Much later, after I had two sons (and was married to a non-Jewish man), I decided I wanted them to go to services and to religious school. We joined Dor Hadash in Squirrel Hill and became Reconstructionists. I eventually took Hebrew from Cheryl Klein, their cantorial soloist (who later became a rabbi), but I had no plans to go further.

After a few years, I started attending Temple David services — and immediately joined the choir. Then, with a lot of soul searching, I decided I wanted to do something special for my 50th birthday — become an adult bat mitzvah. I trained with Sharon Leibowitz (z’l), our then-choir director, and with the help of Rabbi Richard Rheins, I became a bat mitzvah. It was a fantastic and defining moment in my life, and I recommend it to any adult who is considering it.

Susan Grossberger Bortz

I became bat mitzvah in September 1978, the first adult female at Temple David to do so. A combination of circumstances prevented me from becoming bat mitzvah at the age of 13, even though I was a fluent Hebrew reader. I wish I could remember what Rabbi Jason Edelstein (z”l) said to inspire me to accept the challenge.

My parsha was Ki Tavo (Deuteronomy, chapter 26). The first two verses tell us to bring our first fruits to the priest, who will then place them in front of the altar of Adonai. The bounty is to be shared with the Levite, the stranger, the fatherless and the widow.

My d’var Torah stated that although we aren’t farmers, we share our “bounty” with a local food pantry. (Temple David has a food drive between Rosh Hashanah and Yom Kippur.) We are thankful to be able to do this, as later in the parsha we are told to enjoy — with the Levite and the stranger — the bounty that Adonai has given to us. This certainly resonates today as so many people, here and worldwide, still need a portion of our “bounty.”
I’m proud to be a part of the legacy of females becoming bat mitzvah at Temple David. My husband and I are still members.

Mimi Botkin

I was raised in the 1950s and ’60s in a Conservodox household. A bat mitzvah never entered my mind because we drove to an Orthodox shul every Saturday morning where I never saw a female on the bimah.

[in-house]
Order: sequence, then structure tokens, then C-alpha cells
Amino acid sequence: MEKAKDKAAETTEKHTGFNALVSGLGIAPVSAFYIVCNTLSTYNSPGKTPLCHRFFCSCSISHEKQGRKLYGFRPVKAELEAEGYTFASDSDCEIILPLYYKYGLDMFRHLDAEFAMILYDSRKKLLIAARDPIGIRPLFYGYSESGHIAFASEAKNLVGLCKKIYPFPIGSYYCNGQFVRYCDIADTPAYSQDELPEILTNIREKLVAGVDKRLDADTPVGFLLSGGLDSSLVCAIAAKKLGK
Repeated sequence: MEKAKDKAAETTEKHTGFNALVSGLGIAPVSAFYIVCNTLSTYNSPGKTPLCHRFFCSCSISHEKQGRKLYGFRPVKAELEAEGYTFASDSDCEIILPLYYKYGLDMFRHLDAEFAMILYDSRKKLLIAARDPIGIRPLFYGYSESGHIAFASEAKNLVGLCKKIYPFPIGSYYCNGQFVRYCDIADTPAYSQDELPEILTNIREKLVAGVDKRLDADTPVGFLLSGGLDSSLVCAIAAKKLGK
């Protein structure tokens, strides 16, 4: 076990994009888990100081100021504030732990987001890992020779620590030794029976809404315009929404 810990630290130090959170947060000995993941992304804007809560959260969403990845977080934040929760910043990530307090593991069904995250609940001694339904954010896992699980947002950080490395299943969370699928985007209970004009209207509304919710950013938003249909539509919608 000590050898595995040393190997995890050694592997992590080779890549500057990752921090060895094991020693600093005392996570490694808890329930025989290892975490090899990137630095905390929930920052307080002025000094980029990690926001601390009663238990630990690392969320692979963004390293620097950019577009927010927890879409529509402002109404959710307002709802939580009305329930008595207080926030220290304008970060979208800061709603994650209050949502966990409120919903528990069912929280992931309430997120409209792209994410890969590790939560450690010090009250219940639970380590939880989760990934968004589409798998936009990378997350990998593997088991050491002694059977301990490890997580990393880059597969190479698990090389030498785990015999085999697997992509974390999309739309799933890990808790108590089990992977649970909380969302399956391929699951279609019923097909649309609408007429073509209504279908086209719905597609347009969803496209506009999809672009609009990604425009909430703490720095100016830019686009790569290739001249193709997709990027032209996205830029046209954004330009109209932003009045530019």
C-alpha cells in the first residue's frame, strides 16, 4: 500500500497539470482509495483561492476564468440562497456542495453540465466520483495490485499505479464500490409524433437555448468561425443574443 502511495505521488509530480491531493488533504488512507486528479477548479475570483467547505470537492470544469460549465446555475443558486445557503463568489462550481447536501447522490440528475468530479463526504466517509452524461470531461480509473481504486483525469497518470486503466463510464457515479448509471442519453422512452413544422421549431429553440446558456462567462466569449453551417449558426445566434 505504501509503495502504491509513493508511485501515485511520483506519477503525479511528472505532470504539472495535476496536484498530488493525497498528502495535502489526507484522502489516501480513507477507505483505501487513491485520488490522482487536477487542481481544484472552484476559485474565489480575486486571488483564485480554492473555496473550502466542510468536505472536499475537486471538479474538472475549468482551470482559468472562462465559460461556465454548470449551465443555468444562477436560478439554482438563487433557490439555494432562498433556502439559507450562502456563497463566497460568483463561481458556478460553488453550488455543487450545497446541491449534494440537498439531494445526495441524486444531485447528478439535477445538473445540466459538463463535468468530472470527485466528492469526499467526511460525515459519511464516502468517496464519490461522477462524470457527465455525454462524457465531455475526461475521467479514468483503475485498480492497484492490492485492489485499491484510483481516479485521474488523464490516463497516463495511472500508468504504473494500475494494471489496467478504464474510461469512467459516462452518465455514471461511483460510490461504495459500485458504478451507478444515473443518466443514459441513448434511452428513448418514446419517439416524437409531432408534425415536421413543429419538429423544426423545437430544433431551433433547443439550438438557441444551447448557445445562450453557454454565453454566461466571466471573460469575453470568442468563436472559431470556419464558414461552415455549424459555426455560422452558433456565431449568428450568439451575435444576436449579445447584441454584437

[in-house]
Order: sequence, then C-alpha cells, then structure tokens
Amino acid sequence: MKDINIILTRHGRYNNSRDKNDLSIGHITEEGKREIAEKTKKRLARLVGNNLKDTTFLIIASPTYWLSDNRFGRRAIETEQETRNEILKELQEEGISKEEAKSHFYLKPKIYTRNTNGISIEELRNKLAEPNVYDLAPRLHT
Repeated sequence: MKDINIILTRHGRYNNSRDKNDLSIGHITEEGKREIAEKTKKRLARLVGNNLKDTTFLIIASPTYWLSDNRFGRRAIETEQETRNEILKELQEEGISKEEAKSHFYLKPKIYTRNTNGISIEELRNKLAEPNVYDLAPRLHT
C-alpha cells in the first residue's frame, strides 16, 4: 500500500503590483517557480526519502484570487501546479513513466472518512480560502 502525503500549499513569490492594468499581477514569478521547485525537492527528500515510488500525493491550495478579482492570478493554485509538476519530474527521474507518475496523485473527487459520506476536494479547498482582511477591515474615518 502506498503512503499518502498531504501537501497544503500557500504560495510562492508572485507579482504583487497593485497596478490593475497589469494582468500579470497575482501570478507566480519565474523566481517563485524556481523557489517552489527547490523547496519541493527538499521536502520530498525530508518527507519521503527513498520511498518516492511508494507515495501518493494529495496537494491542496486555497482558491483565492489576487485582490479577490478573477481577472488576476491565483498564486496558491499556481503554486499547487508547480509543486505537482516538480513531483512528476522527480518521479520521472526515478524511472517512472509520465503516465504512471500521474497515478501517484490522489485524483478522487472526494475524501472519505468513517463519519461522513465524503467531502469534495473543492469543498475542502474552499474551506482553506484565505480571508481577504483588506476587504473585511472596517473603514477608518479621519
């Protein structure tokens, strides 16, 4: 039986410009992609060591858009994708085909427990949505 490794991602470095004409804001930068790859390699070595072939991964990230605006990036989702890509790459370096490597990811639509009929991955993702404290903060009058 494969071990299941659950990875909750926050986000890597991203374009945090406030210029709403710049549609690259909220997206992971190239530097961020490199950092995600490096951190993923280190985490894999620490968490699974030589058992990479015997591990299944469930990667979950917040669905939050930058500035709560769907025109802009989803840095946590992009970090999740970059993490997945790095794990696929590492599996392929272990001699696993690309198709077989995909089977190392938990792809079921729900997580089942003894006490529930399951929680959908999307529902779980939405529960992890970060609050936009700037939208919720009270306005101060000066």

One Monday night in 1987, as I was about to leave my adult education class at Temple Sinai, my friend turned to me and asked, “Are you staying for the Hebrew class?” Since I couldn’t think of a good reason to say no, I followed her into the class that would change my life.

The Hebrew class was meant as a preparation for an adult bat mitzvah. We then were presented with our Torah portion, Acharei Mot, and our tutor divided it. One of my lines was, “Thou shalt not put a stumbling block before the blind.” Nechama Lebovitz commented that line also meant that one should prevent a stumbling block from being put there in the first place. I interpreted that as the overarching goal of teaching — my life’s goal and passion. From there was born my d’var Torah.

April 29, 1988, arrived, the long-awaited Shabbat of our b’nei mitzvah. As I ascended the steps to the bimah, my knees knocked and my palms were sweaty. Finally, it was my turn to chant. As I stepped up to the unrolled Torah and took the yad from Rabbi Margie Slome’s hand, I looked out to the first row of the congregation, where I saw the faces of my mother, my sister, and my two daughters, ages 8 and 4.

That day began my life as an authentic Jew.

Kathy Goodman Bouker

I was part of the bat mitzvah class of 1964 at Beth Shalom.

My commitment to becoming a bat mitzvah was fueled by my desire to be part of something no one in my family had achieved. Living in Squirrel Hill was like living in a Jewish bubble. At a young age (maybe 8 or 9) I made a statement to my grandfather that the world was predominantly Jewish. I was promptly corrected and lectured about the history of Judaism. I never forgot that lesson.